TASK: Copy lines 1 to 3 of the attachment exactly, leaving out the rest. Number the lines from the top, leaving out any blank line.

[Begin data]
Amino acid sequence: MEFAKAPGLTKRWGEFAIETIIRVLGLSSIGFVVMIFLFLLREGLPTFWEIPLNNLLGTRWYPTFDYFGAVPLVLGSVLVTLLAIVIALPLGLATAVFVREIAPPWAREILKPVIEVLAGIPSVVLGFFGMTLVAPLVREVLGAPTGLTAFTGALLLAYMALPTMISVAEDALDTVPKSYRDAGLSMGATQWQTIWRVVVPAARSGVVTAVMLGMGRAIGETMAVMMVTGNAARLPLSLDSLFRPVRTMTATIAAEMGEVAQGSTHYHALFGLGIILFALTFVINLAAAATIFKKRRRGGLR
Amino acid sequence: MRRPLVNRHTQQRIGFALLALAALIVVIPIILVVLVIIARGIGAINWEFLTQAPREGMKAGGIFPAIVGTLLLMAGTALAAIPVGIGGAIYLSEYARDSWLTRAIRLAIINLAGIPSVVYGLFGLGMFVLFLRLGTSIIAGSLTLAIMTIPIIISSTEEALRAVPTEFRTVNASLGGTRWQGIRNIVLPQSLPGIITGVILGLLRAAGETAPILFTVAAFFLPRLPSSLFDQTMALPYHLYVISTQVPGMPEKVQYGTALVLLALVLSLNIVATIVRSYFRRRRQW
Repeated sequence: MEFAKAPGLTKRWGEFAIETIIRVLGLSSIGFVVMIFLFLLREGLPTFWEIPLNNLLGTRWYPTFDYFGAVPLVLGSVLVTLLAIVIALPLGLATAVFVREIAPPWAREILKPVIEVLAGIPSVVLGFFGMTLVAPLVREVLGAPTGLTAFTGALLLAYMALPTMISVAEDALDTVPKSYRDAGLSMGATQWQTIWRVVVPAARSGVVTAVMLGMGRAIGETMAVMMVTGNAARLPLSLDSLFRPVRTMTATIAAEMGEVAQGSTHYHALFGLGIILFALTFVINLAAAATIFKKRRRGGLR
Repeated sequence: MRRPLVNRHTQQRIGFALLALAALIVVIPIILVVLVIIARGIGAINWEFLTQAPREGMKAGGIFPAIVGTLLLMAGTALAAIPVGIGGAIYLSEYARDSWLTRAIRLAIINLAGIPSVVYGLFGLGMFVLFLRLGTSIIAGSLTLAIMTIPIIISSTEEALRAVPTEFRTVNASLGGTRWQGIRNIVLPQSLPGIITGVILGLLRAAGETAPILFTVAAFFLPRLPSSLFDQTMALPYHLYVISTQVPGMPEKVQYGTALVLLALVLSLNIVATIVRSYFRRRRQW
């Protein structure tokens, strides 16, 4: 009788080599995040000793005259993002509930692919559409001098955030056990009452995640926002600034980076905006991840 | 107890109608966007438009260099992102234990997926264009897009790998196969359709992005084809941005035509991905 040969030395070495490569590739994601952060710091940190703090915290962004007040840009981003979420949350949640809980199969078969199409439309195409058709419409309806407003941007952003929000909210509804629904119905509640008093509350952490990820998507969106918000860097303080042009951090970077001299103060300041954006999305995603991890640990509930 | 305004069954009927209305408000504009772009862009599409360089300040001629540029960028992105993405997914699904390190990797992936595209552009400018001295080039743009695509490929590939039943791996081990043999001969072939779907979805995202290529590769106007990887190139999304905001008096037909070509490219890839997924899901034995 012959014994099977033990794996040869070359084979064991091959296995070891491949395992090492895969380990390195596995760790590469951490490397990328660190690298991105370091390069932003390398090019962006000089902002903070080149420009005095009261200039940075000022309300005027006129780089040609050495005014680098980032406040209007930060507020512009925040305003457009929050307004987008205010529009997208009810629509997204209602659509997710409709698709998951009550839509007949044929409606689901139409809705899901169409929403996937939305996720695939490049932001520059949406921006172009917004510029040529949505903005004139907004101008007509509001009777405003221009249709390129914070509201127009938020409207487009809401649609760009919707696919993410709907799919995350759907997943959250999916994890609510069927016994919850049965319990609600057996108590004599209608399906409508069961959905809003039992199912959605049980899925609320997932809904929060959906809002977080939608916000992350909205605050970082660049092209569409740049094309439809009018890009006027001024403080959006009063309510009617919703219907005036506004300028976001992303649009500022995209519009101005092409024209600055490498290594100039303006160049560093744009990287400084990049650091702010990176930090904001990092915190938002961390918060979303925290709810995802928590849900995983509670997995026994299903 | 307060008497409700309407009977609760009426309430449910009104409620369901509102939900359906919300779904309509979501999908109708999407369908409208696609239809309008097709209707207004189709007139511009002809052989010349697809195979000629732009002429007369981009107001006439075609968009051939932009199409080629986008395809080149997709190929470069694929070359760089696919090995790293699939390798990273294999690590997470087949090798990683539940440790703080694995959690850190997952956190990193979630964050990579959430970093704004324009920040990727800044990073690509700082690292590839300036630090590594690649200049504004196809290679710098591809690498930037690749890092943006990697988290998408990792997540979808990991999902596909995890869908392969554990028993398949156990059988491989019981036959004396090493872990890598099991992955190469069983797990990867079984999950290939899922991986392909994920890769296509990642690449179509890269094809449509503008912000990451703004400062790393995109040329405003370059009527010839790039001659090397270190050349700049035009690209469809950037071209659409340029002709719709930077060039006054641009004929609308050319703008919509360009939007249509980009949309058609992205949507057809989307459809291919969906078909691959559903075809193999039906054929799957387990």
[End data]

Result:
Amino acid sequence: MEFAKAPGLTKRWGEFAIETIIRVLGLSSIGFVVMIFLFLLREGLPTFWEIPLNNLLGTRWYPTFDYFGAVPLVLGSVLVTLLAIVIALPLGLATAVFVREIAPPWAREILKPVIEVLAGIPSVVLGFFGMTLVAPLVREVLGAPTGLTAFTGALLLAYMALPTMISVAEDALDTVPKSYRDAGLSMGATQWQTIWRVVVPAARSGVVTAVMLGMGRAIGETMAVMMVTGNAARLPLSLDSLFRPVRTMTATIAAEMGEVAQGSTHYHALFGLGIILFALTFVINLAAAATIFKKRRRGGLR
Amino acid sequence: MRRPLVNRHTQQRIGFALLALAALIVVIPIILVVLVIIARGIGAINWEFLTQAPREGMKAGGIFPAIVGTLLLMAGTALAAIPVGIGGAIYLSEYARDSWLTRAIRLAIINLAGIPSVVYGLFGLGMFVLFLRLGTSIIAGSLTLAIMTIPIIISSTEEALRAVPTEFRTVNASLGGTRWQGIRNIVLPQSLPGIITGVILGLLRAAGETAPILFTVAAFFLPRLPSSLFDQTMALPYHLYVISTQVPGMPEKVQYGTALVLLALVLSLNIVATIVRSYFRRRRQW
Repeated sequence: MEFAKAPGLTKRWGEFAIETIIRVLGLSSIGFVVMIFLFLLREGLPTFWEIPLNNLLGTRWYPTFDYFGAVPLVLGSVLVTLLAIVIALPLGLATAVFVREIAPPWAREILKPVIEVLAGIPSVVLGFFGMTLVAPLVREVLGAPTGLTAFTGALLLAYMALPTMISVAEDALDTVPKSYRDAGLSMGATQWQTIWRVVVPAARSGVVTAVMLGMGRAIGETMAVMMVTGNAARLPLSLDSLFRPVRTMTATIAAEMGEVAQGSTHYHALFGLGIILFALTFVINLAAAATIFKKRRRGGLR